by James C. Sherlock
As an alumnus of the University of Virginia, I like to check in occasionally to see how my alma mater is doing financially.
Not the actual University, but the wealthy and proliferating nonprofits set up for its off-the-books support. When I say wealthy, I mean $13,568,527,649 wealthy.
All of them tax exempt. Continue reading →
This graph shows how UVIMCO divvies up its $14.5 billion endowment from an investment perspective.
by James A. Bacon
The University of Virginia endowment racked up a breathtaking 49% investment return in the year ending June 30, 2021, bringing the total value of the university’s investments to $14.5 billion, reports the University of Virginia Investment Management Company (UVIMCO) in its 2020-21 annual report.
I’m not sure that’s a good thing.
On the one hand, powerful investment returns supports initiatives such as the recently announced allocation of $50 million dollars for merit-based scholarships and aid to needy undergraduate students. On the other hand, such spectacular financial performance — almost $5 billion in a single year — makes the university leadership less accountable to tuition-paying students and parents, to the Commonwealth of Virginia which funds millions in state support, and to alumni whose individual donations are paltry by comparison.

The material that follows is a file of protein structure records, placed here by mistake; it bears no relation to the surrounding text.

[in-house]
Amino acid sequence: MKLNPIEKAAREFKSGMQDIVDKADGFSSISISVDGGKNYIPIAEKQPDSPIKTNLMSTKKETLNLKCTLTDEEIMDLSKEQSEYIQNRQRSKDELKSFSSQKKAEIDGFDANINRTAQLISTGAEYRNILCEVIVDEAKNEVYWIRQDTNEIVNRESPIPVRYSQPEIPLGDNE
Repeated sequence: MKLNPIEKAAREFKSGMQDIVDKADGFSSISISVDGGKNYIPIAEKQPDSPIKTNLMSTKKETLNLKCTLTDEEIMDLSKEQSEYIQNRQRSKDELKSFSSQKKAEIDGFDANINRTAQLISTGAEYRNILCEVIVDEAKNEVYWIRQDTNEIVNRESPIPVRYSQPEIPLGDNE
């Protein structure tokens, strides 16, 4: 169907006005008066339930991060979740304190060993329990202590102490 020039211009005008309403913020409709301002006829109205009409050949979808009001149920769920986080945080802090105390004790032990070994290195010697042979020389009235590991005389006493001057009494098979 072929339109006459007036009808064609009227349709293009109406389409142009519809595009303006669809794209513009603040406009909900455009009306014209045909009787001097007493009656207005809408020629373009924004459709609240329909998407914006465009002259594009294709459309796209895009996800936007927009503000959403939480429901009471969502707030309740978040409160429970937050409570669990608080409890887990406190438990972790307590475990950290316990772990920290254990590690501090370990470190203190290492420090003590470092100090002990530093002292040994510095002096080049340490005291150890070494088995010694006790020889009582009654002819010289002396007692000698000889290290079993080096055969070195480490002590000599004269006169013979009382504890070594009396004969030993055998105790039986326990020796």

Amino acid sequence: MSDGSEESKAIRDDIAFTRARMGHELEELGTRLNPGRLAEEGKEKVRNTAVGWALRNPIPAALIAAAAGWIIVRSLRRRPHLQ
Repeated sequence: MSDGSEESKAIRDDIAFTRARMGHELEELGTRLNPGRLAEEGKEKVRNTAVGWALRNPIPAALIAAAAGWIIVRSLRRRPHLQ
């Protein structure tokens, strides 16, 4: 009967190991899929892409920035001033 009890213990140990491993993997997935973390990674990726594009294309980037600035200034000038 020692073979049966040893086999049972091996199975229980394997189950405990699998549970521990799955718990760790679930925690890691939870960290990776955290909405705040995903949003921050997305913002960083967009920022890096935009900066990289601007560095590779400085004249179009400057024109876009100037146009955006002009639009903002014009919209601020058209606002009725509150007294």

Come to think of it, I’m even agnostic on whether the $50 million in new scholarship money is a good thing or not. Continue reading →
Bright shiny object: the proposed $48 million Data Science building.
by James A. Bacon
Alumni unhappy about recent developments at the niversity of Virginia claim to have withdrawn $150 million or more in pledged financial support for the institution. Money talks in academia as elsewhere. President Jim Ryan and Rector James Murray have engaged disgruntled grads in spoken and written communications and have given them the courtesy of thoughtful (albeit inadequate) responses.
But there is little indication that anything will change. In last week’s Board of Visitors meeting, not one of the issues raised by the insurgent alumni was discussed — not the “F— UVA” sign on the Lawn, not the purging of names from buildings and grounds of once-prominent figures now deemed racist, not the increasing intolerance of non-leftist viewpoints that is strangling intellectual diversity and leaving a majority of students reluctant to speak their opinions openly.
Continue reading →